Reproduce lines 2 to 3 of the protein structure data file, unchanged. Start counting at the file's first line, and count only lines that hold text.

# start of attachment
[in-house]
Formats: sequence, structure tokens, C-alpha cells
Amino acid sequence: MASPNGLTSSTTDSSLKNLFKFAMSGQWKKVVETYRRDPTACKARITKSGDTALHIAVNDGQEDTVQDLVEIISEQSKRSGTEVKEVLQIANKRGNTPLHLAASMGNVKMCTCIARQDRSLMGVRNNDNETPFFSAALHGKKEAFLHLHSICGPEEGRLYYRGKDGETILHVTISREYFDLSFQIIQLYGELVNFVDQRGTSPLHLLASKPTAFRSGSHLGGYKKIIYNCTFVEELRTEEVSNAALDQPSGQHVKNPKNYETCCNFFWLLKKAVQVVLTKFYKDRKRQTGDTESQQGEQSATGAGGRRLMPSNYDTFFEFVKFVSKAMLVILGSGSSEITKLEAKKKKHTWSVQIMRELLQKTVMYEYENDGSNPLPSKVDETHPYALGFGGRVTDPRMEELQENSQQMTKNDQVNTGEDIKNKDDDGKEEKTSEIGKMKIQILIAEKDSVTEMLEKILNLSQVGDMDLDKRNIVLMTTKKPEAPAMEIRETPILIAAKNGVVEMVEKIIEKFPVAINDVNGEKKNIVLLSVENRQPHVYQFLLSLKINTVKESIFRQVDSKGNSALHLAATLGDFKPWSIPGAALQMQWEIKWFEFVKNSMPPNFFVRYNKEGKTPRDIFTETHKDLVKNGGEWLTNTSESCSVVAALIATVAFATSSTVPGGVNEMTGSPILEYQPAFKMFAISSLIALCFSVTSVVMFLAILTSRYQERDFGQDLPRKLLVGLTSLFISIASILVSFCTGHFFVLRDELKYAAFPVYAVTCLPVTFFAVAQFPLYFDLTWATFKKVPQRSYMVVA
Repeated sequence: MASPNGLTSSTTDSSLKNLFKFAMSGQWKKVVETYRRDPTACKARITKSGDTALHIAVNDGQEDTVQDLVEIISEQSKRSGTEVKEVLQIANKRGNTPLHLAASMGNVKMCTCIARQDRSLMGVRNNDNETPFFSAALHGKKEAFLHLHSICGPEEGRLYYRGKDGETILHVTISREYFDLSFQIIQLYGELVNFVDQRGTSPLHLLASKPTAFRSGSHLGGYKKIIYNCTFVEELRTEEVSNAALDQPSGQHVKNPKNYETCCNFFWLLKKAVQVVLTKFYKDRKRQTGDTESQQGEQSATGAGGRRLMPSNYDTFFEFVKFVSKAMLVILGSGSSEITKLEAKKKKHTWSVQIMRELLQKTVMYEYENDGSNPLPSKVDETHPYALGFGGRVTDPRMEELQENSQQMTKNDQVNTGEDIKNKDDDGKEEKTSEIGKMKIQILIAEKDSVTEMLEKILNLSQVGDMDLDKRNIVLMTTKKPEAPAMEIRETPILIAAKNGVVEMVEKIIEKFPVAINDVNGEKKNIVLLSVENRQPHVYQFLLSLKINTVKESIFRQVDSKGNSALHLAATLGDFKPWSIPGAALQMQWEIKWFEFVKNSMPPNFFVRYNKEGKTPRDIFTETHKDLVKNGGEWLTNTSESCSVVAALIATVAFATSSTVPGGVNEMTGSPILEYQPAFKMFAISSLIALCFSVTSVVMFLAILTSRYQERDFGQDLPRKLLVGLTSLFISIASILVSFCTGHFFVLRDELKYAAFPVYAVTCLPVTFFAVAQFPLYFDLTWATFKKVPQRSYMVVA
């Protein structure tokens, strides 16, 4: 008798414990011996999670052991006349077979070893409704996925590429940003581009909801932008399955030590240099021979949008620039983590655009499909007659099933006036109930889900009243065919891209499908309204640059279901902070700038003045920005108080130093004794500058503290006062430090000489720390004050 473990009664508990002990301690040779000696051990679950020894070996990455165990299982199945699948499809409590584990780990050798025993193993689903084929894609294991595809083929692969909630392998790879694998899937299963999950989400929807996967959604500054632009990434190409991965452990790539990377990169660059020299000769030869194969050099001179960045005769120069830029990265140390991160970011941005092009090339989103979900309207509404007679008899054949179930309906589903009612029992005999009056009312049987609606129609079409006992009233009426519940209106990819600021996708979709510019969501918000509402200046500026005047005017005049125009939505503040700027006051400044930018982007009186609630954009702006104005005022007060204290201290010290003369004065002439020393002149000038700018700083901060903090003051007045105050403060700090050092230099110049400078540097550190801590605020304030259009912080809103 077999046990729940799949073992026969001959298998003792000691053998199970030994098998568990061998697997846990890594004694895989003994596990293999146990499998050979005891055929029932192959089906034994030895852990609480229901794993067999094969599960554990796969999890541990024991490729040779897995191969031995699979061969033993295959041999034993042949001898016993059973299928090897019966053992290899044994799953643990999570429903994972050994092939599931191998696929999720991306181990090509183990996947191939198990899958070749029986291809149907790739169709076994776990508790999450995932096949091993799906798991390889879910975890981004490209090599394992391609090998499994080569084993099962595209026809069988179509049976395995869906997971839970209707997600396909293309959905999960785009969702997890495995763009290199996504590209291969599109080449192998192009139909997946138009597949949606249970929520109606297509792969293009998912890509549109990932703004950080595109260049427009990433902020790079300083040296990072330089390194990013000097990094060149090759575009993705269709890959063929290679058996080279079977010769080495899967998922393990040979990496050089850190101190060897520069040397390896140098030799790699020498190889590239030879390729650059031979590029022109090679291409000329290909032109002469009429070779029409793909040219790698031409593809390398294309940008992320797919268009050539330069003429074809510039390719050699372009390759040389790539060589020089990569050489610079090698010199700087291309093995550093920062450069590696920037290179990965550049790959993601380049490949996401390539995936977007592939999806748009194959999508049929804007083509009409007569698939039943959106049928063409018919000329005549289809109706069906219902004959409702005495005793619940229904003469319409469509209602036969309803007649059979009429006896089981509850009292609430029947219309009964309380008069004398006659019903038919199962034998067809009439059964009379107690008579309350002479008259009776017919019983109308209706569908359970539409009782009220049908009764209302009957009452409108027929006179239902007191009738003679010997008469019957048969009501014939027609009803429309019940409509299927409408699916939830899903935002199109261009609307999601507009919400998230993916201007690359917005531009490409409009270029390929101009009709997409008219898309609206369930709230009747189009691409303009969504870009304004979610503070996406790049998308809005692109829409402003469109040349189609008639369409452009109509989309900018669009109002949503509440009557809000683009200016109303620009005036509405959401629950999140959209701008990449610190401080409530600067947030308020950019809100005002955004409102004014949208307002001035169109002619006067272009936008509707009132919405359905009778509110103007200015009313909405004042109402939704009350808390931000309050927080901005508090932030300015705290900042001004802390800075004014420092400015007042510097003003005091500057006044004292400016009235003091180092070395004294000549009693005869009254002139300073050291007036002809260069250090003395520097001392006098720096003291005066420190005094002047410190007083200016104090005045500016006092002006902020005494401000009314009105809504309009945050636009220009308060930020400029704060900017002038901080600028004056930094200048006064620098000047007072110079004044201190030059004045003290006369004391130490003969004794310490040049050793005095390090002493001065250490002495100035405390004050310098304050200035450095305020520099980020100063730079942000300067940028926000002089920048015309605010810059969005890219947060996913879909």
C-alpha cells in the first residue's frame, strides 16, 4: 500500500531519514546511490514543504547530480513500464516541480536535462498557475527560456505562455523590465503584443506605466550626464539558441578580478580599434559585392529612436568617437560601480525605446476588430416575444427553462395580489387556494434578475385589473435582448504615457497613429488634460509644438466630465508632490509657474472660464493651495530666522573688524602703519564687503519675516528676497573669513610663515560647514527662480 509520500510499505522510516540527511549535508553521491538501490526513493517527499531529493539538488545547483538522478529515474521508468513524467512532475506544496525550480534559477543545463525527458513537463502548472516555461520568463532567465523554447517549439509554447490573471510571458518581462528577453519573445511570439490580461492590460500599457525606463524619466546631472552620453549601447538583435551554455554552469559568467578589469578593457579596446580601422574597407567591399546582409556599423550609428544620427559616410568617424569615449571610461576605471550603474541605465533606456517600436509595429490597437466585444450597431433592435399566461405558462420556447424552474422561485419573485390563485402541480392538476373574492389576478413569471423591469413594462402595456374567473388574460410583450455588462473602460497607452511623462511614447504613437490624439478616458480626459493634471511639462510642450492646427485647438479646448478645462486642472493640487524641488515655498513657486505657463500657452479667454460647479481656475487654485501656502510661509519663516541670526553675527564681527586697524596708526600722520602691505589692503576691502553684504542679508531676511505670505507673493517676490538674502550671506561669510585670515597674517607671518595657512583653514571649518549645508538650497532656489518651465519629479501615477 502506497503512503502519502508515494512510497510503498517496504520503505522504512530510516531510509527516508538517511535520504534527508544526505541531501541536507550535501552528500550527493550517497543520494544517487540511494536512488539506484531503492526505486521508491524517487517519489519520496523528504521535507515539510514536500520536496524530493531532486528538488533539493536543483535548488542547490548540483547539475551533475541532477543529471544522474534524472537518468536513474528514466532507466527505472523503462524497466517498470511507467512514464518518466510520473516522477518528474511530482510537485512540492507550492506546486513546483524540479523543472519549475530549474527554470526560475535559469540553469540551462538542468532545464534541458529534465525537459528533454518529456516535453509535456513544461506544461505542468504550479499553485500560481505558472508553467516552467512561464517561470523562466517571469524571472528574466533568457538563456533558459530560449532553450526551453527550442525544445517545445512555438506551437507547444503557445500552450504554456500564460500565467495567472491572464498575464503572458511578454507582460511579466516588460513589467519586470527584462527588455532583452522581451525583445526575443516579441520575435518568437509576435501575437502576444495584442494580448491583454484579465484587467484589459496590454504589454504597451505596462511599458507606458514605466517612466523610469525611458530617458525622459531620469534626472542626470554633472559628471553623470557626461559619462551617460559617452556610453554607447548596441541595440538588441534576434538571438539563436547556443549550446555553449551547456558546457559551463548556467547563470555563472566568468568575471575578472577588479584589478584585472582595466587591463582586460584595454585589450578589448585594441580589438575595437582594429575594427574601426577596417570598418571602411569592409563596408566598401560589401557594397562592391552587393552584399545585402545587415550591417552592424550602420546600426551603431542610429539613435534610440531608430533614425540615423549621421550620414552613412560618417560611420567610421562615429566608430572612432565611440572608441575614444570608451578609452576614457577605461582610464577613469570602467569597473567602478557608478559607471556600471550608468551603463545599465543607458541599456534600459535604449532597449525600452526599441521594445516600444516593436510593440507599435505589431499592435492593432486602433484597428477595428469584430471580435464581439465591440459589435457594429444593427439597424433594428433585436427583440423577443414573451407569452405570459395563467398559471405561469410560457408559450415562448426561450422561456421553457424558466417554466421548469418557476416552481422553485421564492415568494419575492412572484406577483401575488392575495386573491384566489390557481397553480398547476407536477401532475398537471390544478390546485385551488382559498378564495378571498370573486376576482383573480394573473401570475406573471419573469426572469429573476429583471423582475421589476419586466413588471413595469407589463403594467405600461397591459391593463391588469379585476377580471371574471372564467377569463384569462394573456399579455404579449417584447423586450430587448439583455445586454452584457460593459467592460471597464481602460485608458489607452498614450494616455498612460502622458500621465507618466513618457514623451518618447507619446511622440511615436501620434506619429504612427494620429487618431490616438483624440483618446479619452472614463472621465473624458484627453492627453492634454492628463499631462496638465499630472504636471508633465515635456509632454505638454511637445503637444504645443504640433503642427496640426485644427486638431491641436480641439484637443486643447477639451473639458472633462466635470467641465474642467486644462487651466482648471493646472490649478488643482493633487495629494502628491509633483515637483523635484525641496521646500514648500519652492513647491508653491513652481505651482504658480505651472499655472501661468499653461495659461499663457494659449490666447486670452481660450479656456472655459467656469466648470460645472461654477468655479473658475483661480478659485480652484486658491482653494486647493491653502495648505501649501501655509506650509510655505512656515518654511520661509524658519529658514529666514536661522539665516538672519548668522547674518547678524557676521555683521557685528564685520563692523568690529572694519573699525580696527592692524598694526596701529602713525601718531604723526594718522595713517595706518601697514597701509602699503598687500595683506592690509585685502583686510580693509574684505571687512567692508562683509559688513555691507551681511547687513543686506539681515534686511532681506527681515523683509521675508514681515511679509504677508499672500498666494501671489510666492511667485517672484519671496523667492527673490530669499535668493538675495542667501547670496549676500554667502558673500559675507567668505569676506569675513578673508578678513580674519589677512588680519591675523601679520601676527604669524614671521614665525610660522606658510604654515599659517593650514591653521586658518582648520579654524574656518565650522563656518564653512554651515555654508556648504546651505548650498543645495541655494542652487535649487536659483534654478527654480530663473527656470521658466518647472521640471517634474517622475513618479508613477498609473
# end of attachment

Formats: sequence, structure tokens, C-alpha cells
Amino acid sequence: MASPNGLTSSTTDSSLKNLFKFAMSGQWKKVVETYRRDPTACKARITKSGDTALHIAVNDGQEDTVQDLVEIISEQSKRSGTEVKEVLQIANKRGNTPLHLAASMGNVKMCTCIARQDRSLMGVRNNDNETPFFSAALHGKKEAFLHLHSICGPEEGRLYYRGKDGETILHVTISREYFDLSFQIIQLYGELVNFVDQRGTSPLHLLASKPTAFRSGSHLGGYKKIIYNCTFVEELRTEEVSNAALDQPSGQHVKNPKNYETCCNFFWLLKKAVQVVLTKFYKDRKRQTGDTESQQGEQSATGAGGRRLMPSNYDTFFEFVKFVSKAMLVILGSGSSEITKLEAKKKKHTWSVQIMRELLQKTVMYEYENDGSNPLPSKVDETHPYALGFGGRVTDPRMEELQENSQQMTKNDQVNTGEDIKNKDDDGKEEKTSEIGKMKIQILIAEKDSVTEMLEKILNLSQVGDMDLDKRNIVLMTTKKPEAPAMEIRETPILIAAKNGVVEMVEKIIEKFPVAINDVNGEKKNIVLLSVENRQPHVYQFLLSLKINTVKESIFRQVDSKGNSALHLAATLGDFKPWSIPGAALQMQWEIKWFEFVKNSMPPNFFVRYNKEGKTPRDIFTETHKDLVKNGGEWLTNTSESCSVVAALIATVAFATSSTVPGGVNEMTGSPILEYQPAFKMFAISSLIALCFSVTSVVMFLAILTSRYQERDFGQDLPRKLLVGLTSLFISIASILVSFCTGHFFVLRDELKYAAFPVYAVTCLPVTFFAVAQFPLYFDLTWATFKKVPQRSYMVVA